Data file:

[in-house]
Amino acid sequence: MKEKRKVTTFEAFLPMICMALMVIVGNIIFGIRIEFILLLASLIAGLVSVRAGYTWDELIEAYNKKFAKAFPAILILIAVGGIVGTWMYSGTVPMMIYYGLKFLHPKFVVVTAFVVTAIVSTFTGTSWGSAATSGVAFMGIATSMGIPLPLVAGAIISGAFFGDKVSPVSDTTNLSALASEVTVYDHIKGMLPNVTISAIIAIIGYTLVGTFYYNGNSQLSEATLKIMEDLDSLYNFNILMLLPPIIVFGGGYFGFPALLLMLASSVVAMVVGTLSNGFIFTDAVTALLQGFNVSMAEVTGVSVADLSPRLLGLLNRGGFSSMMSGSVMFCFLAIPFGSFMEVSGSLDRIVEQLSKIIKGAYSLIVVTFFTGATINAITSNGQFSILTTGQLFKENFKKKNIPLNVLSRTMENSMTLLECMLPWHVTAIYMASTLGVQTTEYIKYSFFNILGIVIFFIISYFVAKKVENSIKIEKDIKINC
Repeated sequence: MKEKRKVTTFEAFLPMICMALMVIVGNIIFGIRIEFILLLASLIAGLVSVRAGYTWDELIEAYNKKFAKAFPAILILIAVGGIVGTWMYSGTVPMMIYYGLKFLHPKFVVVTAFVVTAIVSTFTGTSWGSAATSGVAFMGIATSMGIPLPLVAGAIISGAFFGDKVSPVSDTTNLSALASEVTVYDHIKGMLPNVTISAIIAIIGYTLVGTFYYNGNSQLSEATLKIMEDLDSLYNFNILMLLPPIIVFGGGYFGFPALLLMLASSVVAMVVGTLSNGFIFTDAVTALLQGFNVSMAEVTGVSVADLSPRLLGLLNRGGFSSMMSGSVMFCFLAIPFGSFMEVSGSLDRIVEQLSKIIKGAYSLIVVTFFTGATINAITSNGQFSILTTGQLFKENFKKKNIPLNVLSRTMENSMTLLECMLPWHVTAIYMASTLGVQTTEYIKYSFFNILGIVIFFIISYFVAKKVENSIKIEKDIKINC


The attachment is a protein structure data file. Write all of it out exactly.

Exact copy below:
[in-house]
Amino acid sequence: MKEKRKVTTFEAFLPMICMALMVIVGNIIFGIRIEFILLLASLIAGLVSVRAGYTWDELIEAYNKKFAKAFPAILILIAVGGIVGTWMYSGTVPMMIYYGLKFLHPKFVVVTAFVVTAIVSTFTGTSWGSAATSGVAFMGIATSMGIPLPLVAGAIISGAFFGDKVSPVSDTTNLSALASEVTVYDHIKGMLPNVTISAIIAIIGYTLVGTFYYNGNSQLSEATLKIMEDLDSLYNFNILMLLPPIIVFGGGYFGFPALLLMLASSVVAMVVGTLSNGFIFTDAVTALLQGFNVSMAEVTGVSVADLSPRLLGLLNRGGFSSMMSGSVMFCFLAIPFGSFMEVSGSLDRIVEQLSKIIKGAYSLIVVTFFTGATINAITSNGQFSILTTGQLFKENFKKKNIPLNVLSRTMENSMTLLECMLPWHVTAIYMASTLGVQTTEYIKYSFFNILGIVIFFIISYFVAKKVENSIKIEKDIKINC
Repeated sequence: MKEKRKVTTFEAFLPMICMALMVIVGNIIFGIRIEFILLLASLIAGLVSVRAGYTWDELIEAYNKKFAKAFPAILILIAVGGIVGTWMYSGTVPMMIYYGLKFLHPKFVVVTAFVVTAIVSTFTGTSWGSAATSGVAFMGIATSMGIPLPLVAGAIISGAFFGDKVSPVSDTTNLSALASEVTVYDHIKGMLPNVTISAIIAIIGYTLVGTFYYNGNSQLSEATLKIMEDLDSLYNFNILMLLPPIIVFGGGYFGFPALLLMLASSVVAMVVGTLSNGFIFTDAVTALLQGFNVSMAEVTGVSVADLSPRLLGLLNRGGFSSMMSGSVMFCFLAIPFGSFMEVSGSLDRIVEQLSKIIKGAYSLIVVTFFTGATINAITSNGQFSILTTGQLFKENFKKKNIPLNVLSRTMENSMTLLECMLPWHVTAIYMASTLGVQTTEYIKYSFFNILGIVIFFIISYFVAKKVENSIKIEKDIKINC